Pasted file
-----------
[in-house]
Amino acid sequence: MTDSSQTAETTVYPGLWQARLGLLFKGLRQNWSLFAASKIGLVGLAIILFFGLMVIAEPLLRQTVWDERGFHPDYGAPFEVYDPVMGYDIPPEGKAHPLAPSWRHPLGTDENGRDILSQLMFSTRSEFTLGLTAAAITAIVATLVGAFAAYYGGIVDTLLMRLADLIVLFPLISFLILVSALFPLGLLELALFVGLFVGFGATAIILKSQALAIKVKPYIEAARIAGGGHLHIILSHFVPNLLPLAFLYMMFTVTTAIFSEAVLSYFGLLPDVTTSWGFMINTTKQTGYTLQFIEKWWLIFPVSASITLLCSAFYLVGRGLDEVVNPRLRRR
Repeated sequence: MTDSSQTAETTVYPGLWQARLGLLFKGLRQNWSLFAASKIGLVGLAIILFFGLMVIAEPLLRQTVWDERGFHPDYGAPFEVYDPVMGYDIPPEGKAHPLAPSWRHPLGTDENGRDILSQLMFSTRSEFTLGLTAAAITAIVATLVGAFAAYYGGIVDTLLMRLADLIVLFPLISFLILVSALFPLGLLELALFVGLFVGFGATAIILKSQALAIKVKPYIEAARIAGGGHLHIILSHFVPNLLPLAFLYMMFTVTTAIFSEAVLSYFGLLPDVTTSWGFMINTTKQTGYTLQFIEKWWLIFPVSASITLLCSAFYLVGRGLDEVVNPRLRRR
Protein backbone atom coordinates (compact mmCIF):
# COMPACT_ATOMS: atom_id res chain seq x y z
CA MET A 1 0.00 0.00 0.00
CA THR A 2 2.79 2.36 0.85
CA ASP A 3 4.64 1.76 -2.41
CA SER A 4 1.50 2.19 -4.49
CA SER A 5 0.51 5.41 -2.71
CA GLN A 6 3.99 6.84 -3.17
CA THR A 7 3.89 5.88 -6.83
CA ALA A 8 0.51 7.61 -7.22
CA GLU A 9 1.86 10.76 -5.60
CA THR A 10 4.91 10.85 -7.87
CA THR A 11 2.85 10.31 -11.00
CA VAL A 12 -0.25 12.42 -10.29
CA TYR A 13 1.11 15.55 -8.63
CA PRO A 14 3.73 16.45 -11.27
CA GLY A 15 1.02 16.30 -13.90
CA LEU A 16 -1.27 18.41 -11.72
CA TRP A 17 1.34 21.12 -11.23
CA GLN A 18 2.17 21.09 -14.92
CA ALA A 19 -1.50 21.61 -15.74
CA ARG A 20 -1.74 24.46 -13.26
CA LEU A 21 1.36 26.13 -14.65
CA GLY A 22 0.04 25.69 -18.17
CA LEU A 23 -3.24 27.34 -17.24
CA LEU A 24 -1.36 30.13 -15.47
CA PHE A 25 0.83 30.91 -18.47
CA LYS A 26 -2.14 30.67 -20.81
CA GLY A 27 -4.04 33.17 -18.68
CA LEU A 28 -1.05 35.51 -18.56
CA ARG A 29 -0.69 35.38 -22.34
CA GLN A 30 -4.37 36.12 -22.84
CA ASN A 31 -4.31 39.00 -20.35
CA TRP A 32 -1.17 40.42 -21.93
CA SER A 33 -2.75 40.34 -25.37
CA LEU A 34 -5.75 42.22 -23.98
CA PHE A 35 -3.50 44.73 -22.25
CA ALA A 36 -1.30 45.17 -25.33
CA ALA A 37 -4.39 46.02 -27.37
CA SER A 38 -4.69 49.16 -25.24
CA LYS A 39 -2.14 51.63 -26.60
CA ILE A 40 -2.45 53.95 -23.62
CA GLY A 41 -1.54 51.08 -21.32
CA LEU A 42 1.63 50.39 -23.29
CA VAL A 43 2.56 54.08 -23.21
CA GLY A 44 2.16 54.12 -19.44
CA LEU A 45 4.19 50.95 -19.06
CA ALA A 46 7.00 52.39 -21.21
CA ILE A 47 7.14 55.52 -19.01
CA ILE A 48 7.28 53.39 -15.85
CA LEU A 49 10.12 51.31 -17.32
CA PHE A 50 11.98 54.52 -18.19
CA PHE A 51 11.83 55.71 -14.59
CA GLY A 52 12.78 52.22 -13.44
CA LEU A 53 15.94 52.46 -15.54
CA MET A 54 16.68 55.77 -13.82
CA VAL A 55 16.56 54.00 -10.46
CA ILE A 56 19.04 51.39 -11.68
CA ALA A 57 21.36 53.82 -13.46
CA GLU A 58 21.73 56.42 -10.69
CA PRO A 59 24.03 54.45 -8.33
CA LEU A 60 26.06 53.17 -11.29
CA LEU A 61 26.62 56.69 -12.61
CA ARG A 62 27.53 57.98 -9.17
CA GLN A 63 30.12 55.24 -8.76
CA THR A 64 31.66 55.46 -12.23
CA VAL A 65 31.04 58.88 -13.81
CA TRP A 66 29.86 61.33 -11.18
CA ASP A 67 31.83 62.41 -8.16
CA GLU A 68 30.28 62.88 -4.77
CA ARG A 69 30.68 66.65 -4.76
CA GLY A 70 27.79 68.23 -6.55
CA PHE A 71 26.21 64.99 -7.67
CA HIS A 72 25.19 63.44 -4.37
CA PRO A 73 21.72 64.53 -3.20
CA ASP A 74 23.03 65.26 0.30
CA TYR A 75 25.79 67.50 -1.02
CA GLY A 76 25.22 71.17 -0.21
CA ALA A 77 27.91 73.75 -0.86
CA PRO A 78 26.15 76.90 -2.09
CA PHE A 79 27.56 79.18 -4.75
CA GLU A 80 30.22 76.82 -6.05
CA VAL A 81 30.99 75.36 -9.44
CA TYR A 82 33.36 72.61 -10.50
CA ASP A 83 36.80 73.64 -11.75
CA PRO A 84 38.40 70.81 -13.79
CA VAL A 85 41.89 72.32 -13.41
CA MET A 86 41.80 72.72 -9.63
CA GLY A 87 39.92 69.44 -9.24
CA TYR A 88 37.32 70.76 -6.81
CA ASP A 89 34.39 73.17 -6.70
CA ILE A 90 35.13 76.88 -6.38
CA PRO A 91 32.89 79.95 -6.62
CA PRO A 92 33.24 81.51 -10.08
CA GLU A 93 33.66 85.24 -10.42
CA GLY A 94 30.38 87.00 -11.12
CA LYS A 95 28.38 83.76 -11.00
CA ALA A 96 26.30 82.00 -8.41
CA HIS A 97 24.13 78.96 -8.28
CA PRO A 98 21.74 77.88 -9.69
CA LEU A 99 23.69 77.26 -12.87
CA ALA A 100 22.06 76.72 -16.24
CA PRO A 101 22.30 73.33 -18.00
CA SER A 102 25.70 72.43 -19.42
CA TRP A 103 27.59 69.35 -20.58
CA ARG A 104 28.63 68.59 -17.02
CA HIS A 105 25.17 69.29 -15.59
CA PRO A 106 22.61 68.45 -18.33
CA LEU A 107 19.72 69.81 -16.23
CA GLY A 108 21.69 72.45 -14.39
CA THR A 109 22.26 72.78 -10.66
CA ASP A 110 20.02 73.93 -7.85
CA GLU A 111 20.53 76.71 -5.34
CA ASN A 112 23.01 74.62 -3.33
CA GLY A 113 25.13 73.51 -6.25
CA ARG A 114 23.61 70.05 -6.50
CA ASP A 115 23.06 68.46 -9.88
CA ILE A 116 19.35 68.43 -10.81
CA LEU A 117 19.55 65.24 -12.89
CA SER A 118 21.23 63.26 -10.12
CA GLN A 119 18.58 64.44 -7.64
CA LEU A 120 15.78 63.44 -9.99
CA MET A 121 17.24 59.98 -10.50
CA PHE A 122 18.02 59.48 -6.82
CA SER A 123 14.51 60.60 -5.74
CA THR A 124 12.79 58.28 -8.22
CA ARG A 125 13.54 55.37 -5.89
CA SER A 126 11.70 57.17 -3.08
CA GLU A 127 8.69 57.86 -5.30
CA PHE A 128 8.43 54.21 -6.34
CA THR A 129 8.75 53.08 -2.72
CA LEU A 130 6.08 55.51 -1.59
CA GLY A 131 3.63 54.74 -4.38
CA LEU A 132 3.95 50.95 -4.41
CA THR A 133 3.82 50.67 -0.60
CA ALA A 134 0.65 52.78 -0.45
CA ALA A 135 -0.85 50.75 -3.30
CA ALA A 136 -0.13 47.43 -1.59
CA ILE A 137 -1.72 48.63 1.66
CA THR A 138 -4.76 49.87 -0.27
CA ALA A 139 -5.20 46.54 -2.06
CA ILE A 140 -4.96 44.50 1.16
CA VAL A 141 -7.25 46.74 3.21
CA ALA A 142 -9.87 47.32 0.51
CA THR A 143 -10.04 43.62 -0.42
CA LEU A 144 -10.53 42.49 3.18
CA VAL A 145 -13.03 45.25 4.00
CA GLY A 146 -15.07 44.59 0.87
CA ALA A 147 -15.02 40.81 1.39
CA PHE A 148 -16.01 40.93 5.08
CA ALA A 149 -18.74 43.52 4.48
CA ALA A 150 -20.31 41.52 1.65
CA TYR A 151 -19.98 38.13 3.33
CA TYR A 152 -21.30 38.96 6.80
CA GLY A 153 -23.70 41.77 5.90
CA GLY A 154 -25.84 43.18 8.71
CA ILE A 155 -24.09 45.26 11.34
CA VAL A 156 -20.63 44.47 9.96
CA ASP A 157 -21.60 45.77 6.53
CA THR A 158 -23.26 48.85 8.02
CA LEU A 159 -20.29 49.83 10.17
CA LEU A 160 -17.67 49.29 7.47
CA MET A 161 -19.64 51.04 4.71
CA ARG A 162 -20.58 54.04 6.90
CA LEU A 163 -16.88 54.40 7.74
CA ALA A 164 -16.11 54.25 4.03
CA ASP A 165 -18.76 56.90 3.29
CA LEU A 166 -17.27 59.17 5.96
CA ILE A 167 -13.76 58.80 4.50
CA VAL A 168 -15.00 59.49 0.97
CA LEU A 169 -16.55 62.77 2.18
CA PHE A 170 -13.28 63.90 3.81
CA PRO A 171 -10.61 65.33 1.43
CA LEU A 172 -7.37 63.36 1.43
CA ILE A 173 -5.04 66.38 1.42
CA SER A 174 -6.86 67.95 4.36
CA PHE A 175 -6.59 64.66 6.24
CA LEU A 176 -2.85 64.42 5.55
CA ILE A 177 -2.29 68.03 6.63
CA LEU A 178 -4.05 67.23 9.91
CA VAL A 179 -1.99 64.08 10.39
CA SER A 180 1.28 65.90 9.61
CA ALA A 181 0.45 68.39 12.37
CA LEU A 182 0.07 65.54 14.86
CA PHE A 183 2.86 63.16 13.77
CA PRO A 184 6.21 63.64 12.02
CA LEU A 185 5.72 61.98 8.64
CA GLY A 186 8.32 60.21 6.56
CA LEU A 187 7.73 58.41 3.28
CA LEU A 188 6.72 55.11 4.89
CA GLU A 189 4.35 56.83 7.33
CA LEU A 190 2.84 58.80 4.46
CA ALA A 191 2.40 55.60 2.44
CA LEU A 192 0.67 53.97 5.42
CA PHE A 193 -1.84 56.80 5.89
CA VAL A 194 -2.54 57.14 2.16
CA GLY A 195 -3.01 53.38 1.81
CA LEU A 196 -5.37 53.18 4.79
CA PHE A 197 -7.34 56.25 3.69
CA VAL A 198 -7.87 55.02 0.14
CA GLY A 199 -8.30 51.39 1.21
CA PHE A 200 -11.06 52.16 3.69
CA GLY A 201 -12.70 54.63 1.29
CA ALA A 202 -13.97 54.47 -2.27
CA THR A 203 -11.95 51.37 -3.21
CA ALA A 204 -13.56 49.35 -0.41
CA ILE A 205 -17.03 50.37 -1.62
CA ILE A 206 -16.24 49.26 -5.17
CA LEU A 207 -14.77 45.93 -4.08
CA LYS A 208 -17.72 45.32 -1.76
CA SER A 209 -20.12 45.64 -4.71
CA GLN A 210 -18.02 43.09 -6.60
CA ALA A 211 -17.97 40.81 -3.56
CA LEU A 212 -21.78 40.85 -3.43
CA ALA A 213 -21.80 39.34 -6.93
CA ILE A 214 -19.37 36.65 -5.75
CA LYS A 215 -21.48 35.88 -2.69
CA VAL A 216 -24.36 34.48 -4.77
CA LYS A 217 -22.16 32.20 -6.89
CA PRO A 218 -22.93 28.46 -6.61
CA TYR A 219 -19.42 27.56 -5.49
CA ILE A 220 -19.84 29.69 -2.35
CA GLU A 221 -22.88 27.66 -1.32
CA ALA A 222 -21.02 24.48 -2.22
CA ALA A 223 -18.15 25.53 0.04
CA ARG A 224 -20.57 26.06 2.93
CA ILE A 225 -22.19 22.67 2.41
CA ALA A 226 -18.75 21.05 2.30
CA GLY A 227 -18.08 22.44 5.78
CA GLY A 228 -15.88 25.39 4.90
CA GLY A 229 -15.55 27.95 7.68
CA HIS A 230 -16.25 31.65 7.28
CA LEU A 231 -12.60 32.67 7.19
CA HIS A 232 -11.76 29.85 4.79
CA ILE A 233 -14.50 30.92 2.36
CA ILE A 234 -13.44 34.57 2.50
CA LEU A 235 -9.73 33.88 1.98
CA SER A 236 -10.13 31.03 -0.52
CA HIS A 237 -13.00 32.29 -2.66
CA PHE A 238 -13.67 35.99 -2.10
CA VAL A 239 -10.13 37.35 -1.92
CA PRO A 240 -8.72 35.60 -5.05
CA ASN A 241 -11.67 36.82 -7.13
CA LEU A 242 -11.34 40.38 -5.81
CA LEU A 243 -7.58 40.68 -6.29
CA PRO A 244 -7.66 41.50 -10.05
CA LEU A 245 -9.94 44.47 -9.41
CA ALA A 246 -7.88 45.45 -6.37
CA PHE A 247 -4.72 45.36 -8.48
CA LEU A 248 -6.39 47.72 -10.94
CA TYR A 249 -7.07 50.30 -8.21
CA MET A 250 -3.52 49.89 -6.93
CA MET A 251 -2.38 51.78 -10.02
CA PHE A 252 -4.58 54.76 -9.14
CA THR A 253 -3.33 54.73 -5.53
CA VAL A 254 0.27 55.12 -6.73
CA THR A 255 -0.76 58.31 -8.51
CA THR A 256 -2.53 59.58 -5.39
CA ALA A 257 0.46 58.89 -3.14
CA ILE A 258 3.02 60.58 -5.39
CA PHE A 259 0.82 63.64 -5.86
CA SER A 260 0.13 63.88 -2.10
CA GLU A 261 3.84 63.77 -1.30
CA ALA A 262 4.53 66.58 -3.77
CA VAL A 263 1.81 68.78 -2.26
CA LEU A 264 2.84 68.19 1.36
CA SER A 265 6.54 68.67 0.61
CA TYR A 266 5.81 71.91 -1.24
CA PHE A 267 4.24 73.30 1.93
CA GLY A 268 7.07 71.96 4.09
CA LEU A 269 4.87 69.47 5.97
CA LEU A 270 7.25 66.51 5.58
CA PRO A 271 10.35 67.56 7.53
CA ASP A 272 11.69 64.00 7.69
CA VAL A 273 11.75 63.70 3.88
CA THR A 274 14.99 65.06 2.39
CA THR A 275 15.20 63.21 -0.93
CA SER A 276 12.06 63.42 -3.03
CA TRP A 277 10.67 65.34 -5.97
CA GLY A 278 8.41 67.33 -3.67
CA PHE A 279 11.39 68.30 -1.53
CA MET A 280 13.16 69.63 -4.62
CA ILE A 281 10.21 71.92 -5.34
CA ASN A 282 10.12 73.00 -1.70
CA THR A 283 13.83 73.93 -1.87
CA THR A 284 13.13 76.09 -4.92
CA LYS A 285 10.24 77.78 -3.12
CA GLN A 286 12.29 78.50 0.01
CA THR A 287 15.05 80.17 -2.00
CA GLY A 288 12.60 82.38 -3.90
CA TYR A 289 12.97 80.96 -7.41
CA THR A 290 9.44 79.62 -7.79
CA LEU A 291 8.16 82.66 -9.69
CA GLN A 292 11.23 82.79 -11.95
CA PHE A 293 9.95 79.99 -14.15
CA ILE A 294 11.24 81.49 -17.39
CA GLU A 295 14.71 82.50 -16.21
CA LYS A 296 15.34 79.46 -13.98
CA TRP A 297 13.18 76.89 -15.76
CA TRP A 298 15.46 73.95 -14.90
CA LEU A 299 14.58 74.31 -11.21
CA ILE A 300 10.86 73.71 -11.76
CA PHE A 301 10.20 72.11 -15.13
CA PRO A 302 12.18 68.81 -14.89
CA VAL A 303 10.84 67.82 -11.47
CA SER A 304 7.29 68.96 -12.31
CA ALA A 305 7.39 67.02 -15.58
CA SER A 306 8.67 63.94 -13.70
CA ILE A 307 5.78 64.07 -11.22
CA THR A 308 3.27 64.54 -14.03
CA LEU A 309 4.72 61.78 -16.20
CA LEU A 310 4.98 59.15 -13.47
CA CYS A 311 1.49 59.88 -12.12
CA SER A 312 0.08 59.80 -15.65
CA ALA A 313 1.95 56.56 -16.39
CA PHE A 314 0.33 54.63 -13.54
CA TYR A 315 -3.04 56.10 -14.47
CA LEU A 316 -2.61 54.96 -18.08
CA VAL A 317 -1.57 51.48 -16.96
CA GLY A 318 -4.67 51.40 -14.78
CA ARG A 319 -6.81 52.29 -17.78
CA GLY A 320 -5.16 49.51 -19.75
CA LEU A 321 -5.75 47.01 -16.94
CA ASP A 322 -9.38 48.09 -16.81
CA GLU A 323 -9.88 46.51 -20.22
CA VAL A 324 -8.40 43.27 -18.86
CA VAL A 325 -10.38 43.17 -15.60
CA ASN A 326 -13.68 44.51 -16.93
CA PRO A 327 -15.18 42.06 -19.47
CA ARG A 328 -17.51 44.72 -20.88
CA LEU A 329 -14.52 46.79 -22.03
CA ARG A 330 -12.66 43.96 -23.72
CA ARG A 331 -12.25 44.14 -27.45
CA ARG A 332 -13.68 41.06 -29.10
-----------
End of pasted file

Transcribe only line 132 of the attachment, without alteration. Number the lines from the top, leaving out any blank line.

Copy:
CA GLU A 127 8.69 57.86 -5.30